ISBN: 0199696691
Category: Social Science
Page: 511
View: 1417

Continue Reading →

Rethinking Colonial Pasts Through Archaeology explores the archaeologies of daily living left by the indigenous and other displaced peoples impacted by European colonial expansion over the last 600 years. It presents alternative understandings of the rise of European colonization in its shaping of global histories from the last half millennium through archaeological findings, while revising conceptual frameworks for archaeology itself.

Free Black Communities and the Underground Railroad

The Geography of Resistance
Author: Cheryl Janifer LaRoche
Publisher: University of Illinois Press
ISBN: 0252095898
Category: Social Science
Page: 224
View: 808

Continue Reading →

This enlightening study employs the tools of archaeology to uncover a new historical perspective on the Underground Railroad. Unlike previous histories of the Underground Railroad, which have focused on frightened fugitive slaves and their benevolent abolitionist accomplices, Cheryl LaRoche focuses instead on free African American communities, the crucial help they provided to individuals fleeing slavery, and the terrain where those flights to freedom occurred. This study foregrounds several small, rural hamlets on the treacherous southern edge of the free North in Illinois, Indiana, and Ohio. LaRoche demonstrates how landscape features such as waterways, iron forges, and caves played a key role in the conduct and effectiveness of the Underground Railroad. Rich in oral histories, maps, memoirs, and archaeological investigations, this examination of the "geography of resistance" tells the new powerful and inspiring story of African Americans ensuring their own liberation in the midst of oppression.

Archaeologists as Activists

Can Archaeologists Change the World?
Author: M. Jay Stottman
Publisher: University of Alabama Press
ISBN: 0817356223
Category: Social Science
Page: 207
View: 3531

Continue Reading →

A series of essays examines the ways in which archaeologists can and do use their research into the distant past to help solve the problems of today and beyond. Simultaneous.

True Story of Pocahontas

The Other Side of History
Author: Dr. Linwood "Little Bear" Custalow
Publisher: Fulcrum Publishing
ISBN: 1555918670
Category: History
Page: 168
View: 5074

Continue Reading →

The True Story of Pocahontas is the first public publication of the Powhatan perspective that has been maintained and passed down from generation to generation within the Mattaponi Tribe, and the first written history of Pocahontas by her own people.

The Political Museum

Power, Conflict, and Identity in Cyprus
Author: Theopisti Stylianou-Lambert,Alexandra Bounia
Publisher: Routledge
ISBN: 1315521032
Category: Social Science
Page: 274
View: 3408

Continue Reading →

This engaging volume reveals how politics permeates all facets of museum practice, particularly in regions of political conflict. In these settings, museums can be extraordinarily influential for shaping identity and collective memory and for peace building. Using key Cypriote archaeological, historical, ethnographic, and art museums as examples, this book: provides a multifaceted and deeper understanding of how politics, conflict, national agendas, and individual initiatives can shape museums and their narratives; discusses how these forces contribute to the creation of, and conflict over, national, community and personal identities; examines how museums use inclusion and exclusion in their collections, exhibitions, objects and interpretive material as a way of selectively constructing collective memories. This book will be an important resource for museum professionals, as well as scholars interested in the effects of politics on museums and interpretations of the past.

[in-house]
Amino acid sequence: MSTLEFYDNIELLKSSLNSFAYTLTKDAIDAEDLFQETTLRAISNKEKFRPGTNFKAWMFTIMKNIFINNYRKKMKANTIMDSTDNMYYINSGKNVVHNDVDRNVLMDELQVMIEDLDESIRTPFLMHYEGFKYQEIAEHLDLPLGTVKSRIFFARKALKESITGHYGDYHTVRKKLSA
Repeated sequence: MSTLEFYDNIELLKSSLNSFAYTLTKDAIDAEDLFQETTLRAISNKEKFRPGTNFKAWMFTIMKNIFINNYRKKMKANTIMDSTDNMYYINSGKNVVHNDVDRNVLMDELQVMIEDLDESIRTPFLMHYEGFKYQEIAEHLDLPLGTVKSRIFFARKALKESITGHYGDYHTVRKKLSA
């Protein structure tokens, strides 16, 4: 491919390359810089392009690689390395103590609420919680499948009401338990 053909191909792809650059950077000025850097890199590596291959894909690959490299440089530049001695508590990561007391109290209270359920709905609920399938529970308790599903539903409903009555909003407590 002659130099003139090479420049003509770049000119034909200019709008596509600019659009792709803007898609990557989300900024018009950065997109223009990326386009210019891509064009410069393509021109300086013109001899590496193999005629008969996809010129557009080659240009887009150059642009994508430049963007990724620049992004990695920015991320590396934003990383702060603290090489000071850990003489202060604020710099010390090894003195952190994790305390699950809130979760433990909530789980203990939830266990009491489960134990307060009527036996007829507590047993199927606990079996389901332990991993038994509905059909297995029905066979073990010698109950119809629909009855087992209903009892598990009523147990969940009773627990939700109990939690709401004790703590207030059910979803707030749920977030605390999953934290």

Jacksonland

President Andrew Jackson, Cherokee Chief John Ross, and a Great American Land Grab
Author: Steve Inskeep
Publisher: Penguin
ISBN: 014310831X
Category: Biography & Autobiography
Page: 448
View: 8207

Continue Reading →

"Five decades after the Revolutionary War, the United States approached a constitutional crisis. At its center stood two former military comrades locked in a struggle that tested the boundaries of our fledgling democracy. One man we recognize: Andrew Jackson -- war hero, populist, and exemplar of the expanding South -- whose first major initiative as President instigated the massive expulsion of Native Americans known as the Trail of Tears. The other is a half-forgotten figure: John Ross -- a mixed-race Cherokee politician and diplomat -- who used the United States' own legal system and democratic ideals to oppose Jackson. Representing one of the Five Civilized Tribes who had adopted the ways of white settlers -- cultivating farms, publishing a newspaper in their own language, and sending children to school -- Ross championed the tribes' cause all the way to the Supreme Court. He gained allies like Senator Henry Clay, Chief Justice John Marshall, and even Davy Crockett. In a fight that seems at once distant and familiar, Ross and his allies made their case in the media, committed civil disobedience, and benefited from the first mass political action by American women. At stake in this struggle was the land of the Five Civilized Tribes. Jacksonland reveals how Jackson, as a general, extracted immense wealth from his own armies' conquest of native lands. Later, as president, Jackson set in motion the seizure of tens of millions of acres in today's Deep South. This is the story of America at a moment of transition, when the fate of states and nations was decided by the actions of two opposed men."--Jacket.